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Mobilising China’s future leaders against corruption

Our chapter in China, with support from Integrity Action, is starting a student-led movement against corruption through a range of activities designed to raise awareness about integrity issues. The first student integrity event was held in December 2011 to mark United Nations Anti-Corruption Day. Twenty-two universities and more than 19, 000 students took part.

By 2013, the number of students participating in Anti-Corruption Day events organised by Transparency International China and Integrity Action had swelled to 100,000 students from 19 cities.

Creating a culture of integrity to combat the culture of corruption

The goal of the programme, broken down into three key areas, is to foster an “integrity culture” and change social attitudes and behaviors among the next generation to combat a culture of corruption, which is today nurtured by social acceptance.

Our research shows that the message is welcome. More than half the number of the people in our 2010-2011 survey on corruption perceptions in China said they would fight corruption.

As part of the integrity programme, students learn about the true cost of corruption and are shown how to be agents of change in society. The students also learn about the different forms of corruption – from grand corruption to more subtle issues such as conflicts of interest, not just the blatant soliciting of bribes. The students are then asked to proactively organise anti-corruption events in their communities.

Transparency International China’s integrity-promoting programme

Ambassador scheme

This is where top integrity students are selected to take the anti-corruption message back to their local communities by organising events to spread anti-corruption messages and encouraging people to report their cases of corruption.

Summer camps

The annual integrity camp combines a mixture of outdoor team-building exercises, lectures where corruption cases in various sectors are analysed, and activities where students share experiences of corruption and why they chose to be involved with the integrity programme.

Student Integrity Associations

The Student Integrity Association (SIA) chapters in universities form a base to engage more volunteers and expand the integrity-promoting work. By the end of 2013, there were 33 SIAs and the goal is to reach 40 by the end of 2014.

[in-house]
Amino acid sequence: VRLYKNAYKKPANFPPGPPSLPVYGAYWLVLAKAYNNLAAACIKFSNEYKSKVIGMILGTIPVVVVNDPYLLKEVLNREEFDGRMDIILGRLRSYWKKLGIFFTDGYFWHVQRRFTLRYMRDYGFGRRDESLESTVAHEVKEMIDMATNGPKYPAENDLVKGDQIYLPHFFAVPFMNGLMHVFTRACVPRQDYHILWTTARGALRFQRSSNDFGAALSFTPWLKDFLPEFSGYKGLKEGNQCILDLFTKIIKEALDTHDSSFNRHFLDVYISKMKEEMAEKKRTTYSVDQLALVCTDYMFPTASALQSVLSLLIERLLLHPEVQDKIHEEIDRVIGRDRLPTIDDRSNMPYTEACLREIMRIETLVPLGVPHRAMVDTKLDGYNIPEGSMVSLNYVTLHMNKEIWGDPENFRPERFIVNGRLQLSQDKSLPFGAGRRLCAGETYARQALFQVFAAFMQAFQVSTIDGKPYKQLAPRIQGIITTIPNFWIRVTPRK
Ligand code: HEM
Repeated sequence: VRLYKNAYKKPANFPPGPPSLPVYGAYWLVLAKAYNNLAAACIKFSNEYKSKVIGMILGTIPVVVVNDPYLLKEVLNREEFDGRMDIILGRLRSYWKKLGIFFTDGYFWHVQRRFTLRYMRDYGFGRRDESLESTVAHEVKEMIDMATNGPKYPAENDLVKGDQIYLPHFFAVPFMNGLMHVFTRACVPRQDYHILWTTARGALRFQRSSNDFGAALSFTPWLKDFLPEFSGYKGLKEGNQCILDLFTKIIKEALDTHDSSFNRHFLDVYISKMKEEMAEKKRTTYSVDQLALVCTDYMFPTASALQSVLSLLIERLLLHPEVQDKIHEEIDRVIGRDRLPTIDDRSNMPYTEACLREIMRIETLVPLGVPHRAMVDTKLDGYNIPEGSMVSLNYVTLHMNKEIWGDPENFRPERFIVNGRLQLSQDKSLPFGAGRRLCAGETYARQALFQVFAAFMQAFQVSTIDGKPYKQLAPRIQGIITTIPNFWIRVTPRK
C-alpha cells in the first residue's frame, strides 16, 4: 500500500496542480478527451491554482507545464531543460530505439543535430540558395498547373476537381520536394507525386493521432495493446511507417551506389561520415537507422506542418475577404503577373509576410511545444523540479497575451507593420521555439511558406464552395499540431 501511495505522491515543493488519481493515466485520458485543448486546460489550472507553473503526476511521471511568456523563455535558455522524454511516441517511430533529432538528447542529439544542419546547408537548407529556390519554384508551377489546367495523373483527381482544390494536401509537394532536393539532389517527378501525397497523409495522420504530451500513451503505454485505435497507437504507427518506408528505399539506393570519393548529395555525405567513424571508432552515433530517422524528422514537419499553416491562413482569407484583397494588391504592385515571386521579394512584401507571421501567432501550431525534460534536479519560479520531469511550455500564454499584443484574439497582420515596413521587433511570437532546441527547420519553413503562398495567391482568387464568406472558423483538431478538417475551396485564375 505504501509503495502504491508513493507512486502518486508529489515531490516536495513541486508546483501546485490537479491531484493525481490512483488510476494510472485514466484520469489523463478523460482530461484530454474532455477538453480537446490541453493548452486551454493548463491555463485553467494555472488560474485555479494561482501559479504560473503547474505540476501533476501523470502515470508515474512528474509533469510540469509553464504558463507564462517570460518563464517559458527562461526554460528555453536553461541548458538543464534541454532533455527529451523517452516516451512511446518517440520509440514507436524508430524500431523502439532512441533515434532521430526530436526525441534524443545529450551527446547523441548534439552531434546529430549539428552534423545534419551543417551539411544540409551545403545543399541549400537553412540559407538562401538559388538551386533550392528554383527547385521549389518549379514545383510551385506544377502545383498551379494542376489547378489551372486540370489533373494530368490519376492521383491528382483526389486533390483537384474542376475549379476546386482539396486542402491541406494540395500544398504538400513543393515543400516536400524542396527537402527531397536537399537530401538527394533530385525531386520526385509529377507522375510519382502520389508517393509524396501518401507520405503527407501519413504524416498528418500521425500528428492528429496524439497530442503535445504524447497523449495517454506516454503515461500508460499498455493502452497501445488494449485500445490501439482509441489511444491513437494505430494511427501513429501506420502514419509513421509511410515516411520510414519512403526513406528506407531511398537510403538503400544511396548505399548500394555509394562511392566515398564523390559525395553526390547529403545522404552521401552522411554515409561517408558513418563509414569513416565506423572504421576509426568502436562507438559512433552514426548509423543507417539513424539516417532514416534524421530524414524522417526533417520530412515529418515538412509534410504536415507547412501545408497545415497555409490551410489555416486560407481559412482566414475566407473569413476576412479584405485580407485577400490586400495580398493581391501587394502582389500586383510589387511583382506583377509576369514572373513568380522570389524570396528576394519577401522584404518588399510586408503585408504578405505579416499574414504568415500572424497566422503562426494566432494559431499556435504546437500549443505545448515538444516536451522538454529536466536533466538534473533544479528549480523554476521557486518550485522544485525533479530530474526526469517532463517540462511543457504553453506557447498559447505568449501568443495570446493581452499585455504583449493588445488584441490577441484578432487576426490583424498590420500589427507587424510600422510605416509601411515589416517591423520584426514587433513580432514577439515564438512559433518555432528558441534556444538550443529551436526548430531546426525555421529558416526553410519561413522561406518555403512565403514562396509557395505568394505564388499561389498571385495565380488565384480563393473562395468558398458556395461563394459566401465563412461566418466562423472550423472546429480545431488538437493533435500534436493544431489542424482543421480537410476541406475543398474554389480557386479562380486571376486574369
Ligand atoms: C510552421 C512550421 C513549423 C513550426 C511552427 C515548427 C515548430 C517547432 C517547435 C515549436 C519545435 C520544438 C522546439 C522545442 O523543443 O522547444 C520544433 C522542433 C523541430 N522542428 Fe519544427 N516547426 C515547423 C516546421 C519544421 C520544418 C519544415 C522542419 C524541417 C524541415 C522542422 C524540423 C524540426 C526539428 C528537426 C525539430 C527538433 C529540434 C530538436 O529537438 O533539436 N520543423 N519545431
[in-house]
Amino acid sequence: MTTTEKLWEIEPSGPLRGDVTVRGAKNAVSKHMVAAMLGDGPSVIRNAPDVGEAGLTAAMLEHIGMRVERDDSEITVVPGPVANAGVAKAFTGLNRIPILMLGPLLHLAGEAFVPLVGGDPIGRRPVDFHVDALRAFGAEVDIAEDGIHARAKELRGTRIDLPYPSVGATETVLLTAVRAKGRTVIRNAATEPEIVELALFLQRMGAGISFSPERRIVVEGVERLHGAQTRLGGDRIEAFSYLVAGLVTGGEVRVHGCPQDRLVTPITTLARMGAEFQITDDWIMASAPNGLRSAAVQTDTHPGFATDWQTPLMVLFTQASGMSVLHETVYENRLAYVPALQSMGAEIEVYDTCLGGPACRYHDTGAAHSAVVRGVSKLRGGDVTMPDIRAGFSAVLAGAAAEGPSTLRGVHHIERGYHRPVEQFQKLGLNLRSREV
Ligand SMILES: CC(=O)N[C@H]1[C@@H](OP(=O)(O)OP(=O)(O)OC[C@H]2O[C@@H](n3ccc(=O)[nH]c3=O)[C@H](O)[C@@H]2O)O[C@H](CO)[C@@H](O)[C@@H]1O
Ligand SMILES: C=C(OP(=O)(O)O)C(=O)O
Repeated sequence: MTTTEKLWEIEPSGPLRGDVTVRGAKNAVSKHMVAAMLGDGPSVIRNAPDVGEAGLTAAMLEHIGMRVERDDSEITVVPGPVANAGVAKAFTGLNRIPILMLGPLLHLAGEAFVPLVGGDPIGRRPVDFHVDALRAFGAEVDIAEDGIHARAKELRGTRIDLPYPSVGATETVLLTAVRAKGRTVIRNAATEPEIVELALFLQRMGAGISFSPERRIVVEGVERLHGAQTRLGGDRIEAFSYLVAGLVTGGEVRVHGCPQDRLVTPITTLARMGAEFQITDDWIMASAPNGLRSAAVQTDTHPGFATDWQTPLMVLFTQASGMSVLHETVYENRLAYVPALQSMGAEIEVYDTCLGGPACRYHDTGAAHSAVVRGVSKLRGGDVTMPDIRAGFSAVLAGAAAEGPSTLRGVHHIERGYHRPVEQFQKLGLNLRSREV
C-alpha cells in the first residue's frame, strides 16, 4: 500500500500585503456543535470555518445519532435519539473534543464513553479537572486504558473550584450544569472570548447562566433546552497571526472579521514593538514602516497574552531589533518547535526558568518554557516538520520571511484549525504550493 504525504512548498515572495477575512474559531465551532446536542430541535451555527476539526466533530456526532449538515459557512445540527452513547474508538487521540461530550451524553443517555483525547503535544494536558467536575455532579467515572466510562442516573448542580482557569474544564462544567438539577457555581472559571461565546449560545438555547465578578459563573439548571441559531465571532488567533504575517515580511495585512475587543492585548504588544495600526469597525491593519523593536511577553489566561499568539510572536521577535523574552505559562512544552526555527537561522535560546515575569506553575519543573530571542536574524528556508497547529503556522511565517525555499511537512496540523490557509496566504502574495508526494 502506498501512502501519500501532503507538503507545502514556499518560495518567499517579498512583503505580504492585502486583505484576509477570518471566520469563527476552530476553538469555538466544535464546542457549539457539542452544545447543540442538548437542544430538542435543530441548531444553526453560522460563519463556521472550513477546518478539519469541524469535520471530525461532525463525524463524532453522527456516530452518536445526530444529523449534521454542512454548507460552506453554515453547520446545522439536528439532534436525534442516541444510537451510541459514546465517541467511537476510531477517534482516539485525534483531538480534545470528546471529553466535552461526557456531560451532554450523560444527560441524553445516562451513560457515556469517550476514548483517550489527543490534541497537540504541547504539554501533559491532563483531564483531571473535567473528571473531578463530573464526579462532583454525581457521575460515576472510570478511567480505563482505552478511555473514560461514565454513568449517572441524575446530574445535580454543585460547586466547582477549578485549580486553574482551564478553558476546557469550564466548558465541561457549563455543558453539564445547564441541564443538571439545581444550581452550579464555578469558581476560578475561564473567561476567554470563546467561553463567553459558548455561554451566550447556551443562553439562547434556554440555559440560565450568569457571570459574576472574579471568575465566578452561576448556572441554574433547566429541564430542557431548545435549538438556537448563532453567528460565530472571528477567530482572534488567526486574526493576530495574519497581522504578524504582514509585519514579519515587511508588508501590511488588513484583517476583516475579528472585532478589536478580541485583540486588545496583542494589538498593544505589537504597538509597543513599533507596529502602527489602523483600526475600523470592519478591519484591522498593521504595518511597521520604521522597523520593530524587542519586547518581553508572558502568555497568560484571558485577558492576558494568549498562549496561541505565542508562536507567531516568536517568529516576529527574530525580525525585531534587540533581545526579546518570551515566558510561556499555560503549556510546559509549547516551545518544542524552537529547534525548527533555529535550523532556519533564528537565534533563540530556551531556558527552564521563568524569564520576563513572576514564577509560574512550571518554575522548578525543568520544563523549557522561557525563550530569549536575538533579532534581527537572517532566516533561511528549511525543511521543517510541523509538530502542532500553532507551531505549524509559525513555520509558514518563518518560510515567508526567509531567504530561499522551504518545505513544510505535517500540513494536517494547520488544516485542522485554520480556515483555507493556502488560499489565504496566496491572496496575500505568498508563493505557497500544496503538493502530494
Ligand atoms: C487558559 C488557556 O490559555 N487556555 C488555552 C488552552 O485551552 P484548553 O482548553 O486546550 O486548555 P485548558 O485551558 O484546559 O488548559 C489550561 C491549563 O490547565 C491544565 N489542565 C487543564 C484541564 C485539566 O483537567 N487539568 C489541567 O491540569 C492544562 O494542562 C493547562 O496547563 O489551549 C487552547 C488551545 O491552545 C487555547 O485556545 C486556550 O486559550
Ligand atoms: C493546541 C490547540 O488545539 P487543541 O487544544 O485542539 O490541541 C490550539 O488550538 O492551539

Creating long-lasting impact

China’s problems with corruption are well-documented. Just over half the number of people in China say corrupt officials are a big problem; top leaders have made headlines in the global media for holding assets in off-shore companies in secrecy jurisdictions and illicit out-flows were estimated at US$3.79 trillion between 2000 and 2011. The question is whether a grassroots movement can take on this pervasive problem in China.

Our chapter in China and the students involved in efforts to combat corruption believe small stands against it can snowball to bring change.

After my graduation, I want to be a politics teacher in high school where my anti-corruption messages and integrity ideas can be passed on to my students.”

– Liu Hetao, Integrity Ambassador from Nantong University

Transparency International China is continuing to connect and rally young people in the fight against corruption and further the reach of the student network.

A recent survey of universities shows a demand from students for incorporating integrity training into the curriculum. China has 2,500 universities and colleges but, only 33 have a Student Integrity Association and 15 offer an integrity education curriculum.

Students from different universities got the chance to get to know each other, to communicate what they had done and what they planned to do as a youth integrity leader. All this information became a useful resource and reference for my development and our integrity association.”

– Yangkai, a student from Hunan University

Outreach to young people

Transparency International chapters in other countries are also focusing on youth integrity and anti-corruption training.

For example, Transparency International Cambodia offers a youth camp that provides 130 young people with the opportunity to learn from the Anti-Corruption Unit, media, and prominent youth leaders in how to demand for better governance.

In July 2014 Transparency International Lithuania will also welcome some 140 future leaders from over 60 countries for a week-long School on Integrity in the country’s capital, Vilnius.


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